Tuk tuk ads ask McDonald’s to treat animals better
The international NGO Sinergia Animal has launched advertisements on 15 tuk tuks in Bangkok to ask McDonald’s to stop sourcing eggs from hens confined in battery cages, which are considered one of the cruelest practices in animal agriculture. The tuk tuks are circulating around Siam Square, Pan fah pier, Khao San Road, and Hua Lamphong train station.
The action is a part of the consumer awareness campaign launched by Sinergia Animal in 2019 (www.change.org/McThaiEggs). The NGO explains that McDonald’s should apply the same standards in Thailand as they do in North America and Europe, where the company has policies committing not to source eggs from battery cage farms. “The lack of a similar policy in Thailand exposes their double standards. It is not acceptable for a multinational like them to treat animals across the world differently,” says Wichayapat Piromsan, campaign manager of Sinergia Animal in Thailand.
Battery cages: Animal cruelty and public health concerns
Battery cages are an industrial egg production system that keeps several hens confined in small metal cages, such that each hen spends her life in a space smaller than an A4 sheet of paper and cannot walk freely nor open her wings completely. The lack of physical exercise can cause them painful bone diseases and fractures.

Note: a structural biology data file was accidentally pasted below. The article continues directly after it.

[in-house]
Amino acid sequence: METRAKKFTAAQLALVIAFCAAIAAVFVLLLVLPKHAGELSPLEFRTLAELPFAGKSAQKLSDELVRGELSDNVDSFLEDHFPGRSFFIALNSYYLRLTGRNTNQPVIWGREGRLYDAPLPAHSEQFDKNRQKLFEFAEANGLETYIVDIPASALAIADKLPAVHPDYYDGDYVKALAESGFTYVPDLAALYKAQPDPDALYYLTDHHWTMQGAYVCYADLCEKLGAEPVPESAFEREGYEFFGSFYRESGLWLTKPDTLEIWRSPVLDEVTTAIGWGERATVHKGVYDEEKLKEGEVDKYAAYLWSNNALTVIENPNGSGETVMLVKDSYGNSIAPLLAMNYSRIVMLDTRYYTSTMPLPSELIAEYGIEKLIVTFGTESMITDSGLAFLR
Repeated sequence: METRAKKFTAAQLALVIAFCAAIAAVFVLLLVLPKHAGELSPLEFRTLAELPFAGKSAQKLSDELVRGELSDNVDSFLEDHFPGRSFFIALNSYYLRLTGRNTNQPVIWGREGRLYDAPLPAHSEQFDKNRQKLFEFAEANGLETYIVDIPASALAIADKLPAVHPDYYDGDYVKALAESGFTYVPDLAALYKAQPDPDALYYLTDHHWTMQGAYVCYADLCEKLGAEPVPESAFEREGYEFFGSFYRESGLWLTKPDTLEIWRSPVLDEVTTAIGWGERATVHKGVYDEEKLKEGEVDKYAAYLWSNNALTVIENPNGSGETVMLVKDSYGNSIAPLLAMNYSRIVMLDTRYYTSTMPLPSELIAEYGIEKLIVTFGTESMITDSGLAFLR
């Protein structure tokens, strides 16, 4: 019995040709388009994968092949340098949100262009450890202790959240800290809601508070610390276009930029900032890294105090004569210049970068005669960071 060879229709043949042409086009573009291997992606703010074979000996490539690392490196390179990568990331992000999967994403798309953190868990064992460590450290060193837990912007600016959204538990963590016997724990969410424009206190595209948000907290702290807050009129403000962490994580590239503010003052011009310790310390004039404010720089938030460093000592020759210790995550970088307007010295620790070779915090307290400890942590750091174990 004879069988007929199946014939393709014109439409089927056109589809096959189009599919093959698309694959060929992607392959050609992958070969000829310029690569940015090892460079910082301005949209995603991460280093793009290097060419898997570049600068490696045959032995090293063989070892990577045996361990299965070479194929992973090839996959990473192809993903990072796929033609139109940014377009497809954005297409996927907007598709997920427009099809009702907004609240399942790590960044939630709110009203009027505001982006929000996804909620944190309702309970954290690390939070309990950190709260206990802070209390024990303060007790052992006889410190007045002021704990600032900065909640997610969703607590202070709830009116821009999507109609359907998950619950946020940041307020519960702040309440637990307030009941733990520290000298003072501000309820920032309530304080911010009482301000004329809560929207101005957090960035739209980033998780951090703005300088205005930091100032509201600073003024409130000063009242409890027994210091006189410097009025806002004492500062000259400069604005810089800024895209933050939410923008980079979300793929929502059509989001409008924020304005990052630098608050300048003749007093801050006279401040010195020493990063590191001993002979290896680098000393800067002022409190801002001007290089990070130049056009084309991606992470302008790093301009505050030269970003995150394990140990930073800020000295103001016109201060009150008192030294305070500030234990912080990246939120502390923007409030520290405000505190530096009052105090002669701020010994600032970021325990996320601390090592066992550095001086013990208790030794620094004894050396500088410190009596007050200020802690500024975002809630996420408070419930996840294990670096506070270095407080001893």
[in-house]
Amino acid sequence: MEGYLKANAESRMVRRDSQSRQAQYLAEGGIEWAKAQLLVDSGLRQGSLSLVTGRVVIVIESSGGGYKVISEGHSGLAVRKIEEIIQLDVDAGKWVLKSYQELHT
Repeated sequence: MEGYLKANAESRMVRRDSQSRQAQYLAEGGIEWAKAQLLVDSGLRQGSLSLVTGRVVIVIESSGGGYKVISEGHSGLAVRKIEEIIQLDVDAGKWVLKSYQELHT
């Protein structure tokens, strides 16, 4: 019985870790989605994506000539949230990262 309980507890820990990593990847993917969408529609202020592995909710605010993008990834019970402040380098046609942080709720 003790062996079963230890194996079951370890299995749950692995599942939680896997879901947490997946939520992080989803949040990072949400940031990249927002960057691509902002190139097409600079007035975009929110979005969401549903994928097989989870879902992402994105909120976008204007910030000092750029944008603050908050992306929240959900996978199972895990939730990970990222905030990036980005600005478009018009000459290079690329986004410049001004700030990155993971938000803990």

Battery cages are also a threat to public health. According to the European Food Safety Authority, which conducted one of the largest studies ever about the issue, battery cages pose a higher risk of contamination with Salmonella, a bacterium that can be fatal. “A switch to cage-free eggs can significantly improve food safety,” explains Wichayapat.
Illustrative image of a battery cage system
Due to welfare and public health concerns, conventional battery cages have been banned in several countries and the European Union. However, the vast majority of the 60 million hens in Thailand still live under this system.
“Many companies have already realized that the system is outdated, cruel, and dangerous for food safety, and have committed to stop sourcing eggs from caged hens,” comments Piromsan, citing as examples Subway, The Pizza Company, Swensen’s, Sizzler, Dairy Queen, Bonchon, and The Coffee Club, and even the number one competitor of McDonald’s: Burger King.
“We can’t help but wonder why McDonald’s let itself fall behind business competitors like this, especially when so many people are asking them for better practices,” she says. The online petition launched towards the end of 2019 has gathered almost 20,000 signatures. Consumers who want to learn more about the campaign and ask for better standards can visit www.mcthai.org or www.change.org/mcthaieggs.